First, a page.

When you walk into the John Kenny Forrer Learning Commons (FLC), you see students everywhere, bent over laptops, making notes, asking questions and working on projects. Behind the scenes, library staff provide assistance and guide students to the resources they need for their research. But once the project is complete, does it go in a file? Is it only part of a course grade? Or can it be something more?
Taylor Baugher, Learning Services Librarian at Bridgewater College since 2020, routinely speaks to classes about research and meets with students individually to answer their questions as they’re working on these projects. Wanting the best student work to be highlighted with an award, Baugher worked with Dr. Elizabeth MacDougall, Director of Student Research and Associate Professor of Psychology, to create the Library Research Award, funded through the Center for Engaged Learning and the Class of 1968 Fund. Baugher and MacDougall, along with reviewers from all three schools at Bridgewater (Rhodes School of Arts and Humanities, School of Natural Sciences and School of Professional Studies), read the submissions and chose first- and second-place winners, as well as three honorable mentions.
Students submitted their work along with a reflective essay that explained how they completed their research and how their research enhanced their growth as scholars. In addition to the first- and second-place winners receiving a small monetary prize, the faculty member who assigned the research paper or project also receive a small prize.
This year, the first-place award went to history and computer science double major Savannah Scott ’23, for her paper, “Wartime and Womanpower: The Organization of the Women’s Committee of the Council of National Defense,” written for HIST-470: Senior Seminar. The second-place award went to history and political science major Katelyn Harrison ’23, for “Sir Edward Grey and the Concert of Europe: A Final Attempt to Save Europe from War.” Biology major Alison Keister ’23, history major Meghann Burgess ’23 and history and political science major Sarah Rodes ’23 received honorable mentions for their submissions.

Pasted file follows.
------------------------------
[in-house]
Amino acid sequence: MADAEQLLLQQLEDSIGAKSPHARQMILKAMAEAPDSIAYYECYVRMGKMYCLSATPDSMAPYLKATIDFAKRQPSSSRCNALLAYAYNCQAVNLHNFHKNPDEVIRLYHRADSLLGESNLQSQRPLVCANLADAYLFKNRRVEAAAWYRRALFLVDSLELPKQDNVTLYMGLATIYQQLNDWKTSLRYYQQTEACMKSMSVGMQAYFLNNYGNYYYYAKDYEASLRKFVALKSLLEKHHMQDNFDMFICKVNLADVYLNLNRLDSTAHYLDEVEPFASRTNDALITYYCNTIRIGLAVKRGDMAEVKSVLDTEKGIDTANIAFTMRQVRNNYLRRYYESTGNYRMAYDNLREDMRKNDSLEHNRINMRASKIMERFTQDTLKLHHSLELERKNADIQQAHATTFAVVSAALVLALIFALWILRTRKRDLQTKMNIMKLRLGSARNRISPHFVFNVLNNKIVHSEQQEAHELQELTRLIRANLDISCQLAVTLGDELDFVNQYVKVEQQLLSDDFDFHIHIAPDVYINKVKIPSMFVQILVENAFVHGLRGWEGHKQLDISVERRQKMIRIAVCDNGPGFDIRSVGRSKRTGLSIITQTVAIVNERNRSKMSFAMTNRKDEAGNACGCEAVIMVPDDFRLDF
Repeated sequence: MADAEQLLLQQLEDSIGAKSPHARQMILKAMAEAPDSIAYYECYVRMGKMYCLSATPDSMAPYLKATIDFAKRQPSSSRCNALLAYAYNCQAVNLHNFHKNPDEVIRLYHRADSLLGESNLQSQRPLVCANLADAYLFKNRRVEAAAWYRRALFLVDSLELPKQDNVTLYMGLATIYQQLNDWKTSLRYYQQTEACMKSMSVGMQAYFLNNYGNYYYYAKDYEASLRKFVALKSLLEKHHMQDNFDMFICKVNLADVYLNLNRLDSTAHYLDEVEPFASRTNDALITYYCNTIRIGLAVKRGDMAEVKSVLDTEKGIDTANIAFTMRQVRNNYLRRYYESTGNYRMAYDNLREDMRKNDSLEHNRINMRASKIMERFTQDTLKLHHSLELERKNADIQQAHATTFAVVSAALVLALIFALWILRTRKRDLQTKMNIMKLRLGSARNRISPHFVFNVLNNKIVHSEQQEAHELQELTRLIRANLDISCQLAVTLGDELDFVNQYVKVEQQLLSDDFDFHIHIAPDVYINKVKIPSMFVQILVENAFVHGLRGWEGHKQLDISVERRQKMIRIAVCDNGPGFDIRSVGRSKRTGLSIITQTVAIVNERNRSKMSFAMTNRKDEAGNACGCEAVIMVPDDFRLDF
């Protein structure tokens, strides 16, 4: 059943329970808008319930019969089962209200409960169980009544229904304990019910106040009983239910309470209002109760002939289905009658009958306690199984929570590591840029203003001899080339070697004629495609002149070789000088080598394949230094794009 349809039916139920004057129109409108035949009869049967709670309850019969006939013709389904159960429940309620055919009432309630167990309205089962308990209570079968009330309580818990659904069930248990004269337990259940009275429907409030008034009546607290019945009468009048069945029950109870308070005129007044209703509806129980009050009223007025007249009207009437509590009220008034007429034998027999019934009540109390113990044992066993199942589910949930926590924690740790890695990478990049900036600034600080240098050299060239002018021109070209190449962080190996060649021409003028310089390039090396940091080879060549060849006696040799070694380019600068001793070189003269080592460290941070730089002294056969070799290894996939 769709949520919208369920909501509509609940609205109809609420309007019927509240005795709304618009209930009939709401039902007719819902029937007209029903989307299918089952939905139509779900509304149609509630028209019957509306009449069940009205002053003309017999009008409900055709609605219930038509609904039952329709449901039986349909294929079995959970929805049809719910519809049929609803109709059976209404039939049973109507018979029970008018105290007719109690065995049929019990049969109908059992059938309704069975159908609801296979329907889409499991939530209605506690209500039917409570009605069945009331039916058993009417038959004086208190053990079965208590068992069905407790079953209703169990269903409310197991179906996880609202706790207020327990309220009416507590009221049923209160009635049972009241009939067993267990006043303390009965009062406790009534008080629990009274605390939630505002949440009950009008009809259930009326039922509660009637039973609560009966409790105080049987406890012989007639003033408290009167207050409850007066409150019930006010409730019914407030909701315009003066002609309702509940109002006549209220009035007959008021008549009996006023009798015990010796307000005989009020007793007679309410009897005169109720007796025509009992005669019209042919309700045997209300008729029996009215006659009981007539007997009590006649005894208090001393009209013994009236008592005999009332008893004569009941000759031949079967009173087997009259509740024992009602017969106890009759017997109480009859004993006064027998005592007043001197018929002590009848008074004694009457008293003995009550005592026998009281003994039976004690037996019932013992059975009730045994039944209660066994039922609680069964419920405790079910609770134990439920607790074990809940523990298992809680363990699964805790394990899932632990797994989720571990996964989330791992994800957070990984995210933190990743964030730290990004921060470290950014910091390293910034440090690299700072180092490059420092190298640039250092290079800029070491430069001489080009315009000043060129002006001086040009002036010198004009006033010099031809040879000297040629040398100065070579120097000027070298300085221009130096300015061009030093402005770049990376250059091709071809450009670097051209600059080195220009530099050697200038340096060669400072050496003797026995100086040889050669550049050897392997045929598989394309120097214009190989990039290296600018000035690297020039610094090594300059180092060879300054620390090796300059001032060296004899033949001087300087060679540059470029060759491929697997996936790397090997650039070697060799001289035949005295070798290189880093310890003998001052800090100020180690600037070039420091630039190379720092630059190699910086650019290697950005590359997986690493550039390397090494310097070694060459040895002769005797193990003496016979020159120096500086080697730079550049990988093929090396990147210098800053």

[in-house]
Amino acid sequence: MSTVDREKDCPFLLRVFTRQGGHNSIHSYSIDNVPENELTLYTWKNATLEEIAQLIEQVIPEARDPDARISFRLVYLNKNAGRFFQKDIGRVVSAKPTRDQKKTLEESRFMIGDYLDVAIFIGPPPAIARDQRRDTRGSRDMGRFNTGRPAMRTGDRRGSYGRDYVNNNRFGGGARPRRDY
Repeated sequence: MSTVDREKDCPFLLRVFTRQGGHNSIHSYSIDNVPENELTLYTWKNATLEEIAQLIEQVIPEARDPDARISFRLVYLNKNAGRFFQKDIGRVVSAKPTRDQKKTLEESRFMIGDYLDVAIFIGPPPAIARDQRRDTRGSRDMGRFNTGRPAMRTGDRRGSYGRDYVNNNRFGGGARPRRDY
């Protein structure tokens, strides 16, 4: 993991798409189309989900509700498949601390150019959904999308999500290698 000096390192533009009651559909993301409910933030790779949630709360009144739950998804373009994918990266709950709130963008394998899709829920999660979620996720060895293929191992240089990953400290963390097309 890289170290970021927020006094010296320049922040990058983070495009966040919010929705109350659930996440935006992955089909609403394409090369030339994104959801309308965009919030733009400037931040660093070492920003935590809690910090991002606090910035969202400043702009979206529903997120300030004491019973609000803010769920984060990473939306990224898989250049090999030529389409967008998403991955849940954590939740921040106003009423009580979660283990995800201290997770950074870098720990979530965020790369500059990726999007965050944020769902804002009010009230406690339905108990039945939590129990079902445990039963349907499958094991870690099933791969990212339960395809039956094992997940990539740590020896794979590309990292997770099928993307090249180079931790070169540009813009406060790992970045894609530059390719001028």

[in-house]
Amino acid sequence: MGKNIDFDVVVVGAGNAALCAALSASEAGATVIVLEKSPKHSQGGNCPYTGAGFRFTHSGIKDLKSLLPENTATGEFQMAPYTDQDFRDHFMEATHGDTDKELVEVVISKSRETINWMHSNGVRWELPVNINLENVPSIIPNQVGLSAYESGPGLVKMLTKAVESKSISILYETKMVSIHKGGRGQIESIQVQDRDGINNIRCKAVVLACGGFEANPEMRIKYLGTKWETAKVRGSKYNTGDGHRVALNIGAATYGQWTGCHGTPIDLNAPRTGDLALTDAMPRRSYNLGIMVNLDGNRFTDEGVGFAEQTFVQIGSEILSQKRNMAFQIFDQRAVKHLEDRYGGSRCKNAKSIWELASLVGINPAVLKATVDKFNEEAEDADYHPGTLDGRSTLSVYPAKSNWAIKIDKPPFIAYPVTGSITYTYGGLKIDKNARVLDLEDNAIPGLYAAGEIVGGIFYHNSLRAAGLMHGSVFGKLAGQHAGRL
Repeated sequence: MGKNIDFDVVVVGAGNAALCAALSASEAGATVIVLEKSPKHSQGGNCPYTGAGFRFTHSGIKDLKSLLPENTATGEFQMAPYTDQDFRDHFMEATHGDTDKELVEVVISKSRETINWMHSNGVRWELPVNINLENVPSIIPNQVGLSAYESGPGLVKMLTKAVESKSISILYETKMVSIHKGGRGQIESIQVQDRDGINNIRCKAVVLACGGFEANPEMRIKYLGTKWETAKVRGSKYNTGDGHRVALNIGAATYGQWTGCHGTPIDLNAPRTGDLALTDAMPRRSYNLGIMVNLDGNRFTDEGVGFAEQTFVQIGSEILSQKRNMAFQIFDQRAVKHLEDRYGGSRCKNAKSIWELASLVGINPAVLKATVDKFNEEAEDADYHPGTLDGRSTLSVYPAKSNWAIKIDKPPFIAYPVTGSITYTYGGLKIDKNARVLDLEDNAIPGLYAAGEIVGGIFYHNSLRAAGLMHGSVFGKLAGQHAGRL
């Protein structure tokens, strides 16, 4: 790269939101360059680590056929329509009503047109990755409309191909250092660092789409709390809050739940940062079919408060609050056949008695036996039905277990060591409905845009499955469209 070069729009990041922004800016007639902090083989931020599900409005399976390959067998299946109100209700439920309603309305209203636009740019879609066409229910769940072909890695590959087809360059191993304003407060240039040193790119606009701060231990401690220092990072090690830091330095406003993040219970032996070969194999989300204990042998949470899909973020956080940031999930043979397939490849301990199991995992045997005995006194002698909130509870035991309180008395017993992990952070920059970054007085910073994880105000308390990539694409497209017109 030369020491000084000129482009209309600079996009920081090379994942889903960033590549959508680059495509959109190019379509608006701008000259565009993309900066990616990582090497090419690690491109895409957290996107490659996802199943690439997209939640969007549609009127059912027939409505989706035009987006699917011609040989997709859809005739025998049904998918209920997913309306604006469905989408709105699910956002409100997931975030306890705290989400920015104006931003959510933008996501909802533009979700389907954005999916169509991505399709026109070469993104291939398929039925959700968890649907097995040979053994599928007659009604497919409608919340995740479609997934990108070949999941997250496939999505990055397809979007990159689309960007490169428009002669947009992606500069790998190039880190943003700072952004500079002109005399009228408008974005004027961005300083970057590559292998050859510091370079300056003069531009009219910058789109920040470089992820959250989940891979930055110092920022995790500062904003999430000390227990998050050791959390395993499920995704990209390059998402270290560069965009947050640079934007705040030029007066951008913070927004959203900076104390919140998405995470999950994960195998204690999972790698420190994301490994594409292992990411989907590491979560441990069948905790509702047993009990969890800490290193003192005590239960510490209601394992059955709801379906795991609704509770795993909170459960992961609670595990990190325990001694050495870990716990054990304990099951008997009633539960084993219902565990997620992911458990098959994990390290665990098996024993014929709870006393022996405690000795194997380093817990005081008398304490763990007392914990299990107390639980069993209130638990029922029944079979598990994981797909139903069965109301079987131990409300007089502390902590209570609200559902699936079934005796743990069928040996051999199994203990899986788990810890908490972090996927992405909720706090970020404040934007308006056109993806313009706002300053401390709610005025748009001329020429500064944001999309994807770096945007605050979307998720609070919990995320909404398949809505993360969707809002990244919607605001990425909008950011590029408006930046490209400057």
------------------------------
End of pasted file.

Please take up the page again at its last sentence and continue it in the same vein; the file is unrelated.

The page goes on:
“This award is a great initiative, and I am honored to receive it in its inaugural year,” Scott said. “It’s important to recognize student research outside of a classroom setting to further motivate the pursuit of new and exciting projects. This award embodies the support and encouragement from Bridgewater’s faculty and the resources that help make student projects possible.”
Dr. Brandon Marsh, Associate Professor of History, taught both Scott and Harrison in their senior seminar class and encouraged his students to apply for the award. Marsh said the award illustrates the teamwork that goes into effective research at Bridgewater.
“Students, professors and the FLC staff are all working together to make first-rate undergraduate research possible,” he said.
Baugher said she appreciated the opportunity to read the final product of the work she often hears about only during the research process. In reading the reflections, she got to see students realize the importance of the various sources and components of their research.
“I get to learn something new every single day,” Baugher said. “To see the fruits of that [research] is just really exciting.”
She hopes that in the future the award prizes can continue to grow and that more students will submit their work as awareness increases.
Scott, Harrison and Keister will also be presenting their work at the 2023 ASPIRE: A Celebration of the Arts, Scholarship, Performance, Innovation and Research Excellence.
— By Olivia Shifflett